“What was ironic, I lived right in the Gaston Park area,” corner infielder Ed Yerage said. “On nights of softball games, I couldn’t find a parking spot on the street I lived on. It was a congregation of people being entertained by some special athletes.”

Despite an intense rivalry, the two teams generally got along with each other off the field.

“It was a good rivalry. Each team had respect for the other,” John Lambo said. “Guys like (the Iron Dukes) Freddy Ryan, we’re friends to this day.”

 

PATH TO DETROIT

Only 39 teams made it to the USSSA’s Eastern Division Class A finals in Southgate, Mich., in 1973. You could have the best softball team in the region, but exposure in big tournaments and wins against top, out-of-state foes is what ultimately got you an invite to the tournament. From there, the top eight teams, two each from the Midwestern, Eastern, Western and Southern divisions, played in the USSSA World Series the following spring.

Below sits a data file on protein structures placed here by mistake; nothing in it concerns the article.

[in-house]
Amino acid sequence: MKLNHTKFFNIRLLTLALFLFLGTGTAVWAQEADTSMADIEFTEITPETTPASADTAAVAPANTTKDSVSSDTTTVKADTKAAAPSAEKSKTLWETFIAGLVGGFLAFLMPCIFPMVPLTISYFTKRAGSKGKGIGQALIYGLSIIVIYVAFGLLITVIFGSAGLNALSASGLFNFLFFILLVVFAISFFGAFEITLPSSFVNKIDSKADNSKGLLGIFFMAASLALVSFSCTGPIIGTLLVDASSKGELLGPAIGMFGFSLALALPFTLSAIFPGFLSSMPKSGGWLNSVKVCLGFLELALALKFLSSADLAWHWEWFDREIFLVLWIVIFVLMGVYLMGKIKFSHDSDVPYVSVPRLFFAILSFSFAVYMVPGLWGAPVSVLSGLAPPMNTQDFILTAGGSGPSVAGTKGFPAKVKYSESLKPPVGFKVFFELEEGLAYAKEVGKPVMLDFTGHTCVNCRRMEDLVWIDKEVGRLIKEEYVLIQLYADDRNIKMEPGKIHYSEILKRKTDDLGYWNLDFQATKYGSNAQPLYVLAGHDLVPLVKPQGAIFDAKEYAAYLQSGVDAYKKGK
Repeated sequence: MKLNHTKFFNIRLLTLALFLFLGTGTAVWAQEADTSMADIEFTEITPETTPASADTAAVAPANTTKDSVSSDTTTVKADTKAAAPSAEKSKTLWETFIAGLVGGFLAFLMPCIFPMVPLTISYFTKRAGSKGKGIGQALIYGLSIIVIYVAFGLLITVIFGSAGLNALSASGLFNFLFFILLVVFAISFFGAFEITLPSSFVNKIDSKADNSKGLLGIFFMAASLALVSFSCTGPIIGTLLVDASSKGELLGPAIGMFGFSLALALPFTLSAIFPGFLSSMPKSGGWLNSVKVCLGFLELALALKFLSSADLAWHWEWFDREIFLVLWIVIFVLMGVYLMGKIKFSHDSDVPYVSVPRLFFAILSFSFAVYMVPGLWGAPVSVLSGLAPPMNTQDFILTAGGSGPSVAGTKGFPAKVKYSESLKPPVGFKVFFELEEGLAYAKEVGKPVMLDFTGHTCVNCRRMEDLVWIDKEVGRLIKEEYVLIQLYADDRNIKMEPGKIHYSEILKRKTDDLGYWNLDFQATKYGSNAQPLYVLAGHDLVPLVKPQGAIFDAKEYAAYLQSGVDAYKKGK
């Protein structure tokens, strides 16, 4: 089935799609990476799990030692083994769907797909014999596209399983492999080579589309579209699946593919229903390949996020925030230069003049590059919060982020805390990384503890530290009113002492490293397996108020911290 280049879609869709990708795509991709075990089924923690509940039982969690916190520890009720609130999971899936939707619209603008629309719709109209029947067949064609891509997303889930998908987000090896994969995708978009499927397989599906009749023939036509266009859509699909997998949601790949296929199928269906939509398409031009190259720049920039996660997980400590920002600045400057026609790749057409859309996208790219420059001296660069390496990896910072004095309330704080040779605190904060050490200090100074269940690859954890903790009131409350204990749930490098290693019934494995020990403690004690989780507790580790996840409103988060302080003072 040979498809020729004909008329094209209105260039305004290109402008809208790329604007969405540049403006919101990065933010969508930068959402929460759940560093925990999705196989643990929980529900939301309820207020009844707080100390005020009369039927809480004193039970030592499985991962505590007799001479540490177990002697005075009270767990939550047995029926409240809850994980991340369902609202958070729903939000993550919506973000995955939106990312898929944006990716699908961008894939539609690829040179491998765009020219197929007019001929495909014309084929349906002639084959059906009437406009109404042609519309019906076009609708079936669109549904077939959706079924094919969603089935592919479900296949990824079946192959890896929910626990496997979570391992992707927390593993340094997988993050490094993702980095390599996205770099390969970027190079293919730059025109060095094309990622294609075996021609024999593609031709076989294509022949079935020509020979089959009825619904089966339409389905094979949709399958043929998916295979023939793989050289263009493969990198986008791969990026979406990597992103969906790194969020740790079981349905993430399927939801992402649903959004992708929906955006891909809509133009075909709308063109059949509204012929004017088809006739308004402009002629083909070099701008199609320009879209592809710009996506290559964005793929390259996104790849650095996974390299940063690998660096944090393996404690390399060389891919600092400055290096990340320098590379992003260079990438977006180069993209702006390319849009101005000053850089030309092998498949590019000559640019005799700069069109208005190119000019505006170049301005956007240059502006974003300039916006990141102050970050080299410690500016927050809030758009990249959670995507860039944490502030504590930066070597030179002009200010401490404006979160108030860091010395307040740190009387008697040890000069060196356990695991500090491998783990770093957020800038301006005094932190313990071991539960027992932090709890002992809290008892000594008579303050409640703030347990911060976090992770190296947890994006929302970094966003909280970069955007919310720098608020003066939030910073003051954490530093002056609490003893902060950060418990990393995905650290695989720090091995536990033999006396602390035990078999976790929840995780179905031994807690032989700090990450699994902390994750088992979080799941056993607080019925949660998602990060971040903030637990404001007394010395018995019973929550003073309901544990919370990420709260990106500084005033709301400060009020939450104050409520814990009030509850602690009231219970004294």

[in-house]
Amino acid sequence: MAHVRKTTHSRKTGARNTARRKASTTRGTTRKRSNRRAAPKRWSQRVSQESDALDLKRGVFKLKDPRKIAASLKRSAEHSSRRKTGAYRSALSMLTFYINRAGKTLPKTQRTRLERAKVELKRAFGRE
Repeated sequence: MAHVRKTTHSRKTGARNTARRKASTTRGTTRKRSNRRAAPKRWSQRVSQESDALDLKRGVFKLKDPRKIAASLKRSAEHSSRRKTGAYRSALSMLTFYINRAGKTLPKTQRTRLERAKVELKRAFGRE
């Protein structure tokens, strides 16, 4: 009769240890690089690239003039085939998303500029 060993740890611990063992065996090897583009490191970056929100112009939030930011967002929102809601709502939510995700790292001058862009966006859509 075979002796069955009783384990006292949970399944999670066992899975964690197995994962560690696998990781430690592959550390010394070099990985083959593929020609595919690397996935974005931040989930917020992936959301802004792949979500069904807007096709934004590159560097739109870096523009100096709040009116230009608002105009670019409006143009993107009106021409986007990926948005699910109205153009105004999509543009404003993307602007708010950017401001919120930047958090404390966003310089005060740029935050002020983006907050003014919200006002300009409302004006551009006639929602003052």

“You have to be good enough to get invited,” Chuck Cook said “Naturally, our commissioner (the late Pete “Figo” Carvella), he could see that we had an outstanding team because we’re winning the Lawrence County league and we’ve got tremendous athletes. Just about everybody wants to play with us because we have three sets of uniforms, when we travel, we’ll pay for gasoline, we’ll even pay for half of your hotel room. We’re also going to big cities and meeting the best players and beating a lot of them.”  

With help from Carvella, the Croton Dukes, Iron Dukes and Stan’s Auto earned a trip to Southgate.

“A lot of people would think it’d be uncommon to have three teams from this little town,” Chuck Cook said. “We were five miles away from each other and had 20,000 people. That’s a pretty big feat in the softball world.”



BECOMING CHAMPIONS